The first indication we get from King Mohammed VI’s speech on the 22nd anniversary of Throne Day is that Morocco is a country of institutions, writes Abdelkader Filali
Each event merits the time and space it deserves. A speech of wisdom, foresight, and fidelity to history, and geography. King Mohammed VI expressed, in frank and direct language, the civilised dimension that draws from an ancient past and a prosperous present and looks forward to a unitary future. The King’s comparison of the relationship between the two countries, Morocco and Algeria, to two twins was not out of linguistic rhetoric, but rather out of honesty and clarity entrusted to His Majesty in a speech emphasising the continuation of the outstretched hand of friendship of the Kingdom of Morocco towards Algeria.
Three vital points were drawn to our attention in the King’s speech, which motivated the citizens of both countries to look forward to a better tomorrow, thanks to this strong will of the Moroccan King by calling on Algeria to transcend the differences of the past, defend the interests of the two neighbouring peoples, and open their borders.
The three major points can be summarised as a shared antiquity, health security, which is an extension of strategic security, and complementary twins.
A Shared Antiquity
Civilisations can only exist and comply with their origins and roots. For example when Youssef Ibn Tashfine returned victorious from the battle of Zallqa (Sargrajas) it came to his hearing that the tribes of the Hammadids (present-day Algeria) maliciously tried to stir up unrest in eastern Morocco. At the time, this extended to the present city of Tlemcen where Ibn Tashfine fought a fierce war. In Ibn Al-Atheer’s book “Al-Kamil fi Al-Tarikh”: the sheikhs of Cordoba heard what happened, and saw the strength of the Castilians, the weakness of the Muslims, and brought the help of their kings to redress the balance.
Despite the superiority of Ibn Tashfin, he reached out with good faith to satisfy the intentions of the Hammadids and replaced the governor of Tlemcen. We are talking about the beginning of the twelfth century here.
This rooted antiquity is the one with which King Mohammed VI began his speech. It is intangible and immaterial capital that neither resources nor money can create, nor can any state that lacks its identity own it. We are talking about historical accumulations here.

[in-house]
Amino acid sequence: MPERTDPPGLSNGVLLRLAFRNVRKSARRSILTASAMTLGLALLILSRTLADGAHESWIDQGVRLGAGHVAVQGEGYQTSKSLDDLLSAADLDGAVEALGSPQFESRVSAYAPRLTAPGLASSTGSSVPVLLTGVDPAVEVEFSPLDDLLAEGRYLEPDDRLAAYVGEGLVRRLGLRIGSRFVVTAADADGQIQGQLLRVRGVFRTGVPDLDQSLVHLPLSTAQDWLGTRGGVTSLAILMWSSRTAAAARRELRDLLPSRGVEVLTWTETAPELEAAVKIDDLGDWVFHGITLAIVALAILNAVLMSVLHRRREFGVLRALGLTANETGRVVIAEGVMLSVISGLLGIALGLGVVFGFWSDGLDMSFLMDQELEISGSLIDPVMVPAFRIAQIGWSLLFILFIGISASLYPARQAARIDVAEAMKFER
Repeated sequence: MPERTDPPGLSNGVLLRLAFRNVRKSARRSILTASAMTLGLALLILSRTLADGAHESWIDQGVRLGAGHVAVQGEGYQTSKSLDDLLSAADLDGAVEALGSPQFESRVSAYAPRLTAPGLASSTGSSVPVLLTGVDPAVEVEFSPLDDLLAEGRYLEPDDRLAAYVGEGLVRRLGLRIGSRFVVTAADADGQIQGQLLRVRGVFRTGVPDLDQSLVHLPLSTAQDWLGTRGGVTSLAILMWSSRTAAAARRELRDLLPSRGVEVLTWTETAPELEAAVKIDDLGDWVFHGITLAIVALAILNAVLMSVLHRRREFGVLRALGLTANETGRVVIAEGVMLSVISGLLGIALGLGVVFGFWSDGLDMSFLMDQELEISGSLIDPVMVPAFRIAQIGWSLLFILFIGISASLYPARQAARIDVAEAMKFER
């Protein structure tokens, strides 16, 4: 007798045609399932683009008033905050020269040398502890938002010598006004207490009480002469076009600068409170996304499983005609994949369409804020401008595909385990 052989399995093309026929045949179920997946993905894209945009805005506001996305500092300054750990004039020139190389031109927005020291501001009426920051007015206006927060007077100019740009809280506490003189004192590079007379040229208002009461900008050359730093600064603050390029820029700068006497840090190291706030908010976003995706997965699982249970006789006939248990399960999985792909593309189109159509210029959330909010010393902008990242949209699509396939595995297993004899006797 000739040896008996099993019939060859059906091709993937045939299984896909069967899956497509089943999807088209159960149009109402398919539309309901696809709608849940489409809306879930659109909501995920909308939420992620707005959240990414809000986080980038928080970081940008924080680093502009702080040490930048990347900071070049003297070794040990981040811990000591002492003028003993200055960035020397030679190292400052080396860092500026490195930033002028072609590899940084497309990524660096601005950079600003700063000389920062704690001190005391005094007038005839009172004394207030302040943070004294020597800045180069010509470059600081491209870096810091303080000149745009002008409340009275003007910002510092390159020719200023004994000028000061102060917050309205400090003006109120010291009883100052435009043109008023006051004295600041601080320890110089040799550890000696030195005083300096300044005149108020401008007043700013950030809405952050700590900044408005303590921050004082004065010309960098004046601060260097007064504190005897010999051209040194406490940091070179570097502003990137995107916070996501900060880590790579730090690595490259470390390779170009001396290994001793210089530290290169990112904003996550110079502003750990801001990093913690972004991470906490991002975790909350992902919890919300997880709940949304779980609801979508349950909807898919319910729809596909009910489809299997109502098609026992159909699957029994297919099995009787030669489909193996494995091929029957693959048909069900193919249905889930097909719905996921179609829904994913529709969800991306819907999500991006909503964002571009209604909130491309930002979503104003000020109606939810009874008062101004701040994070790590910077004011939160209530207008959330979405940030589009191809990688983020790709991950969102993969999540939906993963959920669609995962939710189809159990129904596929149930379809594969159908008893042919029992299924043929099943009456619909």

Health security has today become an extension of Morocco’s strategic security. Geopolitics of supply chain security and vaccination justice are new concepts that have gone beyond the traditional concept of security. Health security puts the human element at the centre of the security process. The king highlighted the role of security and public forces in the success of the vaccination campaign and the inauguration of the health sovereignty project. The new vaccination laboratory confirms the strength of the security institution and its loyal men and women that have helped Morocco to achieve a very advanced rank, not only at the regional level but also on the level of countries with high potential. Moroccan security institutions are internationally recognised today as efficient and credible institutions.
When Morocco felt the unfairness that is being practiced in the absence of vaccination justice, it immediately launched a laboratory for the manufacturing of vaccinations. Factors that make Morocco today a symbol of security, development, and political stability, while countries with great natural resources live in the midst of severe economic, political and social problems and the collapse of health systems.
King Mohammed VI’s speech devoted an important space to the term “complementing twins”: Morocco and Algeria. An invitation to capture a strong signal of the maturity of the unique bilateral relations towards the horizons of trust and understanding. It is not the first time that Morocco has extended its hand of friendship to Algeria at the level of the speeches of the throne. Rather, it was previously announced in speeches where King Mohammed VI had previously proposed in late 2018 the creation of a mechanism for bilateral dialogue between the two countries. Today, it is a call for the leaders of the two countries to develop the path of integrating these complementary twins in a pragmatic way.
The Author, Dr. Abdelkader Filali is a Non-Resident Fellow, from the School of Political Studies. Saint Paul’s University, Ottawa.